When I had my cardio appointment in September, I knew I’d be asked why I’d turned up in a wheelchair. This usually results in the whole thing getting off-topic, arguing with doctors who are utterly clueless when it comes to using wheels.
So this time I wrote a medical history, in chronological order of diagnosis, putting in red the conditions which have led to wheelchair use. I didn’t get involved in the same useless debate I’ve been having for the past 28 years – I just stuck it in his hand and asked him to read it.
This is it:-
Items in red all contribute to my being a wheelchair user. I was assessed and issued with my first NHS chair in 1986.
Bronchiectasis and asthma since age two, when almost simultaneous whooping cough and measles damaged my lungs.
FMS since my late teens (Dx Walton Hospital). Bad/severe pain in shoulders/neck.
Spinal arthritis (cervical spine) since my 20s. Profound discomfort rather than pain, and the noise can be deafening. Audible several paces away, apparently.
Osteoarthritis in left hip since age 32 (Dx Fazakerley Hospital and Birkenhead General). Now also in right hip. Massively exacerbated by…
Lightning Strike in 1983 which damaged many joints. My feet were also very badly damaged (the fatty pads, in the soles, that cushion the bones, were melted – or atrophied – opinions differ, so every step since has been like walking barefoot on a shingle beach). Pain can be extreme – it NEVER lets up.
M.E. since 1985 (Dx at RLUH 1996 – copy in APH file). Also a source of intransigent pain.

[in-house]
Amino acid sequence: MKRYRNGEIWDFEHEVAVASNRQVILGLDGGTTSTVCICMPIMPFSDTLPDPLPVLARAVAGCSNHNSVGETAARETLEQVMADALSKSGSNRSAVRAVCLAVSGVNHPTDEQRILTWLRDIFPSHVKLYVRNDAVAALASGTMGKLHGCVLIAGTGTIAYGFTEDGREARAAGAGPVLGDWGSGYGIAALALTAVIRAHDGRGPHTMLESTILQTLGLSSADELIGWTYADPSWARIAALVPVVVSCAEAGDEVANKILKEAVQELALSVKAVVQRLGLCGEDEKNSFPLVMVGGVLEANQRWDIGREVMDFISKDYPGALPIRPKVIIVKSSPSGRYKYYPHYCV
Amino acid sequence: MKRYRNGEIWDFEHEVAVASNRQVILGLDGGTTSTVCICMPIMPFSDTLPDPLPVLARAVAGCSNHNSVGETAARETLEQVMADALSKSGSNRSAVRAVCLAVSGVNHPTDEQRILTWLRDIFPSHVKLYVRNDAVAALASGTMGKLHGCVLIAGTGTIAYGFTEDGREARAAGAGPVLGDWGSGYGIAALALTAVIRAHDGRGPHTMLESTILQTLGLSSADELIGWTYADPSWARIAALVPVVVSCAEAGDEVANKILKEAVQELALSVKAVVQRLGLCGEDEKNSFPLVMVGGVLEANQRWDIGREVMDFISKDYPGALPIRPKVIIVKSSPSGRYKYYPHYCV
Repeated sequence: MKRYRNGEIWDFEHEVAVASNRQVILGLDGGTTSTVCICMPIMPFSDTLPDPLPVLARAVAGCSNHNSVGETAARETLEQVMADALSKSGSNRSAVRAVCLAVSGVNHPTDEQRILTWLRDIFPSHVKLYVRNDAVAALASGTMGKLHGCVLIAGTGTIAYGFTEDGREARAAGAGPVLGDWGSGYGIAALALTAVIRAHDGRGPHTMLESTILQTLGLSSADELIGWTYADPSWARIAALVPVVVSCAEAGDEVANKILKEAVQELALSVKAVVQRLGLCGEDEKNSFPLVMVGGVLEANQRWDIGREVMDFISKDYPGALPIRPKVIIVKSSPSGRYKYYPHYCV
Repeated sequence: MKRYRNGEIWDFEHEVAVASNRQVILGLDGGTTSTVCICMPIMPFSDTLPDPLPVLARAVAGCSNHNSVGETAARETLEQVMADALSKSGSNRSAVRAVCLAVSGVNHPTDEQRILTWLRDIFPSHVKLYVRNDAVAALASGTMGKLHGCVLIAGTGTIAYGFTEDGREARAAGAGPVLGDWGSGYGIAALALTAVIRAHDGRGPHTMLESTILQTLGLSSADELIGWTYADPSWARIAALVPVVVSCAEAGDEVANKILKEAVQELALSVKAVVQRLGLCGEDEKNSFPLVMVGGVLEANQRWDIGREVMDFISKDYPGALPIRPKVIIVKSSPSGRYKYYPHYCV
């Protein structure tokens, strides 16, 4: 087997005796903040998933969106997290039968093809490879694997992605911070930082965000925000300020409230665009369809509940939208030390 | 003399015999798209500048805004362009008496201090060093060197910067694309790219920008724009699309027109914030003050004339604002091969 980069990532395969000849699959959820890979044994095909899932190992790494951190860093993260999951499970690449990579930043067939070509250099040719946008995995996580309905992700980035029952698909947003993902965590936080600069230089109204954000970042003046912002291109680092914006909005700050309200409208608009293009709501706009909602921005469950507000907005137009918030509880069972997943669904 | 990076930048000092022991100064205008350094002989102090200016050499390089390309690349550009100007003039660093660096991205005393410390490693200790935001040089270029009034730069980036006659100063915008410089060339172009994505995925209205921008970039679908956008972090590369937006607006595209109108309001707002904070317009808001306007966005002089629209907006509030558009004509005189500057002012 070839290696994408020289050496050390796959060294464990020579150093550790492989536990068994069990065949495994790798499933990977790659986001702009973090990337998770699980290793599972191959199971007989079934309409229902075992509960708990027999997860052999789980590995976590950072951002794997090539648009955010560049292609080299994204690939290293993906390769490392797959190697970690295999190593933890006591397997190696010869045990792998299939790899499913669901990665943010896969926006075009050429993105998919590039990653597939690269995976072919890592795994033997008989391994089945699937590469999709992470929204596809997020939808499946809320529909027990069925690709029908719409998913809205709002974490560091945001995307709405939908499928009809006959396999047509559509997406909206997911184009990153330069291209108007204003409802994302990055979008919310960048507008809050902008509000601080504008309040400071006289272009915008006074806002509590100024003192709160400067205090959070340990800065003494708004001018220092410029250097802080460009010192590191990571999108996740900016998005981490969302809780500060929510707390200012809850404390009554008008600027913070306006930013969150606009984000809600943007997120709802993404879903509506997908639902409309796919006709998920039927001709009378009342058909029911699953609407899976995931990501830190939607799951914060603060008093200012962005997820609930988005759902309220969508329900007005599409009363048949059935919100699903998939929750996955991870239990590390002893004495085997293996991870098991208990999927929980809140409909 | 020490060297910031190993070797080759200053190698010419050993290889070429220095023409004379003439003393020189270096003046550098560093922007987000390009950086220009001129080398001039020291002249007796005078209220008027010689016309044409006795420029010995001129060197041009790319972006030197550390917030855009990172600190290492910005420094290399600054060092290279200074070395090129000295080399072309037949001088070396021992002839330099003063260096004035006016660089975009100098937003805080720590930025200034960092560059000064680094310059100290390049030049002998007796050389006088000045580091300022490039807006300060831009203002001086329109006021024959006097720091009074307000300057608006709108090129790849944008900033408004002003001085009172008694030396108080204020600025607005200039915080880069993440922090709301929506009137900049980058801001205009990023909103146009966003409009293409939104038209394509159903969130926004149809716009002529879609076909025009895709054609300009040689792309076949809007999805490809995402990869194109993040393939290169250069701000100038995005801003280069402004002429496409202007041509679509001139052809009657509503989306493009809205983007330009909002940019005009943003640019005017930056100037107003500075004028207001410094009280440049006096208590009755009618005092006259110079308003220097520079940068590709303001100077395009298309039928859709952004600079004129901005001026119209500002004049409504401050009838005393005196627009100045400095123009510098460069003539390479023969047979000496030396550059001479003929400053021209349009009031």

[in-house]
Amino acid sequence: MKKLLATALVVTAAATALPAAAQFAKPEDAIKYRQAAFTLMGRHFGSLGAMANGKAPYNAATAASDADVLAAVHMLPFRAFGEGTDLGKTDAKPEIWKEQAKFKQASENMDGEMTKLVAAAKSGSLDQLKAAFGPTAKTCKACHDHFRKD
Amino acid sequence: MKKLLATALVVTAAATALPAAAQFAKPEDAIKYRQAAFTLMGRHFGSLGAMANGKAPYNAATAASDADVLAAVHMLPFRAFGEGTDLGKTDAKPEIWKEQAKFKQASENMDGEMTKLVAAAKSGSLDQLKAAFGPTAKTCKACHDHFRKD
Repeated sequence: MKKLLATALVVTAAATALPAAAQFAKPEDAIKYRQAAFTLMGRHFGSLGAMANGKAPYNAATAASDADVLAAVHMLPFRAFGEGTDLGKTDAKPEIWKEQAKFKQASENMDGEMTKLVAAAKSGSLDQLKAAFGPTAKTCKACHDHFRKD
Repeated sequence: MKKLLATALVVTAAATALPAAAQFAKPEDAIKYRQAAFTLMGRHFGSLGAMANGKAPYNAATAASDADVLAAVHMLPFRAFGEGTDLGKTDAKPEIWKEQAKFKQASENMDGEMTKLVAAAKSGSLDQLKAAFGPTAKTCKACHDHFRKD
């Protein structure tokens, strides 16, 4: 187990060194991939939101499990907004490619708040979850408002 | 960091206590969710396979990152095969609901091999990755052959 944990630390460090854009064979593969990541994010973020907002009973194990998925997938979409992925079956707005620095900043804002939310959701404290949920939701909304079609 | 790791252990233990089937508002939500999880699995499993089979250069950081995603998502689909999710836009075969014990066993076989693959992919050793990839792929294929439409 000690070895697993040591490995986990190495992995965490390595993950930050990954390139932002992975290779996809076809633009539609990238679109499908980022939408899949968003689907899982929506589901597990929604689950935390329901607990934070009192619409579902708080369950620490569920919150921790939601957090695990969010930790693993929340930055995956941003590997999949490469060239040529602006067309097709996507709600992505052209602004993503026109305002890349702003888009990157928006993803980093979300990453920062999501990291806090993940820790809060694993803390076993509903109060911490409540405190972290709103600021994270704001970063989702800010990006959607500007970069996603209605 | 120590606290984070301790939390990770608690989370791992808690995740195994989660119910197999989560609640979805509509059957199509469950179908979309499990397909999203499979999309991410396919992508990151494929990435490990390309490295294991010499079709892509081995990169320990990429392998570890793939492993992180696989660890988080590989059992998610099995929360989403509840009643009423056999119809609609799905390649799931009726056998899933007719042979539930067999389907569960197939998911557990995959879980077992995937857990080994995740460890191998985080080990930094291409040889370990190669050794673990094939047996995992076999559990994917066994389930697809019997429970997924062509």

COPD since 1996 (Dx St. Cath’s), with onset of emphysema and Cor pulmonale.
Heart failure. Dx in 2011, (Dr. Leong’s team, APH, I believe), but never recorded on my file (of which I have an allegedly unredacted copy for that period). Subsequently confirmed by cardiologist Dr. Newall. Both COPD and the aortic valve problem (next), would predispose me towards heart failure and, of course the antecedents for the former go back to the mid 90s.
That I have symptoms of both right and left-side HF was explained to me at length during my last admission to APH, 14-19 August, 2014, with pulmonary oedema (a steadily worsening problem for much of this year). Despite this, and for reasons that elude me, Heart Failure Nurse Jane Egan denies it exists at all.
Aortic valve calcification & stenosis. (Dx mid 2011).
Angina, present sporadically since mid eighties. Getting worse. Oxygen-deficiency angina diagnosed at Stockport Infirmary, Summer of 1986 after Peak District rescue. GTN Spray – not on repeat list.
Bilateral Lymphoedema, present but mainly asymptomatic since 2005. Flare-up in 2012, and last year severity and pain were both off the scale, massively infected (ultimately with MRSA), and terrifyingly painful. While the infections have been cleared up (took over a week of i-v Vancomycin in November 2013), the pain remains. Right leg has large, and growing, ulcer just above the ankle, also extremely painful.
Addison’s Disease. March 2013, admitted to APH close to death after months of diarrhoea, vomiting and starvation (lost 35kgs) – all, I now know, symptoms of Addison’s.
Not exactly hard to understand, is it?
What the moron took from all that was that I’m a wheelie because “his legs hurt and he feels a bit weak” which is as insulting as it is crass.
And I never use words like “hurt” (or “sore”) – they simply aren’t descriptive enough. I tend to use “pain” or “painful” along with a qualifier for greater precision (if I say I have extreme pain, that is way worse than “a bit sore” for example), and “weak” doesn’t appear at all, FFS!
To add insult to injury I finally got a reply from my GP to this letter. Despite the fact that I detailed precisely what my problems are and what I needed to put them right, he says he doesn’t understand what I need and will I please explain – the subtext of which is “Three pages? Buggered if I’m reading that!”.
And that, boys and girls, is why medicine is a hobby that borders on obsession at times, because this is the sort of bullshit I’ve been saddled with since I moved to Wirral in 1984 – my very survival depends upon my being at least as well informed as my doctors, and better informed is desirable. Frankly, that’s not too hard, either.